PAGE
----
Not a day goes by that I don’t hear someone joking or lamenting about 2020. No argument here. In some ways, the last nine months have passed like a nightmare from which none of us can awake. In a way, we’ve experienced a months-long collective grief.
As such, giving thanks in November 2020 may prove to be a greater challenge. Yet, I think the exercise of seeking gratitude is needed more now than ever.
The Bible speaks of gratitude as an antidote to anxiety, and secular research backs up this wisdom. Grateful people possess healthier bodies, more whole minds, and more contented hearts.
In a month normally marked by thanksgiving, November 2020 threatens to bring anxiety to all-time highs. What do we do with the mounting pressures to our minds and spirits?
I think it’s fitting to practice the very thing November in America is known for. It may take some mental exercise, but we can do it. I’ll go first.
I recall my first feeling of gratitude in late March. I walked in my yard on an early spring day, searching for a sense of normalcy as life ground to a halt. With my Slogger boots on, I headed to my garden. I don’t remember what work I did exactly, but I remember the feeling well. This feels normal. For just a couple of hours, the garden — nature — led me to a place of familiarity. In that moment, I gave thanks that COVID for us in the northern hemisphere descended in the spring. It’s a small thing, yes, but I couldn’t let it go.
Nature became the balm that soothed my wound. And as I soon discovered, I wasn’t alone.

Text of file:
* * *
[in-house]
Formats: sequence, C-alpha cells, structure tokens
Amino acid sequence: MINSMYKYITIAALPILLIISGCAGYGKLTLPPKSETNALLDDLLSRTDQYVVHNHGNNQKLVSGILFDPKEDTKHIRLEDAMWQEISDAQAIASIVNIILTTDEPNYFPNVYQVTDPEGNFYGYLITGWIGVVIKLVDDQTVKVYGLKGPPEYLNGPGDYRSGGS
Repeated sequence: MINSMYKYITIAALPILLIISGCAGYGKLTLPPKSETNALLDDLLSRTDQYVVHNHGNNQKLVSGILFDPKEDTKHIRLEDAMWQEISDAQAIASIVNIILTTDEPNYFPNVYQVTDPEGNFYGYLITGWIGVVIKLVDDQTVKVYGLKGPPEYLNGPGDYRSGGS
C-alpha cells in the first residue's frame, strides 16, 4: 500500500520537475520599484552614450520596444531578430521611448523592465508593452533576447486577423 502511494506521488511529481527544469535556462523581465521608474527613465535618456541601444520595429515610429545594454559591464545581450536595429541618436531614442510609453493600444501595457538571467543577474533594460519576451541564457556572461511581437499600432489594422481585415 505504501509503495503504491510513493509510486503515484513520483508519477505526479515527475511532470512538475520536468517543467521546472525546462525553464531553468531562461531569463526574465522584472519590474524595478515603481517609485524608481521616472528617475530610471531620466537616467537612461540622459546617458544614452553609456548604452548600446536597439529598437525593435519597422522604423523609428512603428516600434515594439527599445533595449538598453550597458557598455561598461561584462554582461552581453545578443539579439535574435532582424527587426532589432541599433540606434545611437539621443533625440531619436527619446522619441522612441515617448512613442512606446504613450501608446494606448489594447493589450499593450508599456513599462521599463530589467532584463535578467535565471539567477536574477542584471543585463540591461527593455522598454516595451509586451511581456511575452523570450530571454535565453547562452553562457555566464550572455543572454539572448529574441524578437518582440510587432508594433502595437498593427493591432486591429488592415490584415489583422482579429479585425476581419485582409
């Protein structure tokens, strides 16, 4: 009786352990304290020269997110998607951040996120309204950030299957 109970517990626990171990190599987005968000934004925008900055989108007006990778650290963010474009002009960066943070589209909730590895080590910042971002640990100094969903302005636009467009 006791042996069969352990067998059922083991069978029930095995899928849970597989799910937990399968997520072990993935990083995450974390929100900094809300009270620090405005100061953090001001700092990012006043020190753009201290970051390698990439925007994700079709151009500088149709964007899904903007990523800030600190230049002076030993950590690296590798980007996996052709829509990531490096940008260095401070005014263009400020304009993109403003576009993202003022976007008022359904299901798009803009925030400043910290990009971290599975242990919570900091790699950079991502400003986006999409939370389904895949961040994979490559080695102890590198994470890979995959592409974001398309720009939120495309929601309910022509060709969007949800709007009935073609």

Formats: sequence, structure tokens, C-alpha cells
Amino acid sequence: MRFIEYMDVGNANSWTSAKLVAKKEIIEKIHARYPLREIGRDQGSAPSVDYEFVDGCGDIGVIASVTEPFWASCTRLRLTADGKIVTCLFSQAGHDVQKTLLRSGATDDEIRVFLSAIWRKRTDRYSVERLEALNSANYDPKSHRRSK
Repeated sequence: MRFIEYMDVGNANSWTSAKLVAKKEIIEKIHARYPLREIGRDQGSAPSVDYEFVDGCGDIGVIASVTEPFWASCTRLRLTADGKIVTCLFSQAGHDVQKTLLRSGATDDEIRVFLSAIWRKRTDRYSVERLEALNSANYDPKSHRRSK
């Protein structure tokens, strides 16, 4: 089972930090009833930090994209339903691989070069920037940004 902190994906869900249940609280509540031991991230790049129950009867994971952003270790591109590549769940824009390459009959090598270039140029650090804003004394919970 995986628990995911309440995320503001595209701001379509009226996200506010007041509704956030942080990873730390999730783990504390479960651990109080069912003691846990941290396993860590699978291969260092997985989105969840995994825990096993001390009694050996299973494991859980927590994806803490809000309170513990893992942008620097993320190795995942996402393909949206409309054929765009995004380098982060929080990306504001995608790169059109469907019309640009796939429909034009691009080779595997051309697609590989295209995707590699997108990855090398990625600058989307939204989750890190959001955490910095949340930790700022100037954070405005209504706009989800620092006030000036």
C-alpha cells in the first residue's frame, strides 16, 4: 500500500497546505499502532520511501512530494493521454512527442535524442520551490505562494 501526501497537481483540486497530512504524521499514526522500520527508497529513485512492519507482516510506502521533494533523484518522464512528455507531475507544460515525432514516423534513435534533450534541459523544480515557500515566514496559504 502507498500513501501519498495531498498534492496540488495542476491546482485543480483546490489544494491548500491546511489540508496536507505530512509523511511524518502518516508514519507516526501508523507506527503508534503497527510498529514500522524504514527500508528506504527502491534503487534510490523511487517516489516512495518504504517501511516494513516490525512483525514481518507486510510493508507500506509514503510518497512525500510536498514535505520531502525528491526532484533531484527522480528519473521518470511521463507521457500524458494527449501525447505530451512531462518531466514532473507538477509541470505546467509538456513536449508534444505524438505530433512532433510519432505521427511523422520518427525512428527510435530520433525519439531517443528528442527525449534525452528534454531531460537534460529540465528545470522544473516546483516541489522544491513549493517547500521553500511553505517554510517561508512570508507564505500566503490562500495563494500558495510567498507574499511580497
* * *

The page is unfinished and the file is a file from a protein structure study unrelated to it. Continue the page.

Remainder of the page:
As someone who connects with gardeners worldwide, I saw this on an even broader scale. I heard countless stories of people who started gardens because “there was nothing else to do.” The garden brought families together. It gave children and teenagers something to do with their hands. It provided career-focused men and women the opportunity to start this dream hobby they’d been putting off for years.
But gardening provided some people with more than just something to do with extra time at home. One woman emailed me that she was taking care of her son’s teenaged friend who had survived a suicide attempt. Together, she and this young man tended a tiny plot in her backyard. She testified to the progress and healing he experienced through it.
A single woman in her 20s told me that her garden gave her something to cling to as she experienced waves of loneliness and depression during the lockdowns.
Another woman shared that she had been laid off from work and was now growing her own vegetables to put food on the table because money was tight.
Many of these true “victory gardeners” have since embraced gardening as a lifestyle and not simply a stop-gap during shutdowns. As we head into fall, they are excitedly planning their next gardens — looking toward a brighter future in their own backyards.
Gardening in 2020 nourished a generation of new gardeners in both body and spirit. Seasoned gardeners shared their wisdom and connected with other gardeners. Seeing this on a broad scale wells up gratitude in me because I know that pockets of good exist in the midst of the fear-laden headlines.
Not everyone turned to gardening in 2020, of course, but even without gardening, people opened their doors. I visited my mother-in-law one April day in a Russellville neighborhood and couldn’t count the number of people walking and biking. State parks bustled with activities. Boats and bikes sold out. Backyard building projects soared.
Nature — in many forms — drew us outside. And nature soothed our collective souls.
As we head into a month and a season of unknowns, and as darkness encroaches both literally and figuratively, choosing gratitude brings light. It brings hope. This year more than ever, it may be more of an exercise, but we all know exercise is good for us.
So perhaps in 2020, we should take the moniker, “choose gratitude” a little further. Let’s “exercise gratitude.” For the big things, for the little things, and for knowing that nature has a lesson for us all: no matter how dark it gets, spring is coming.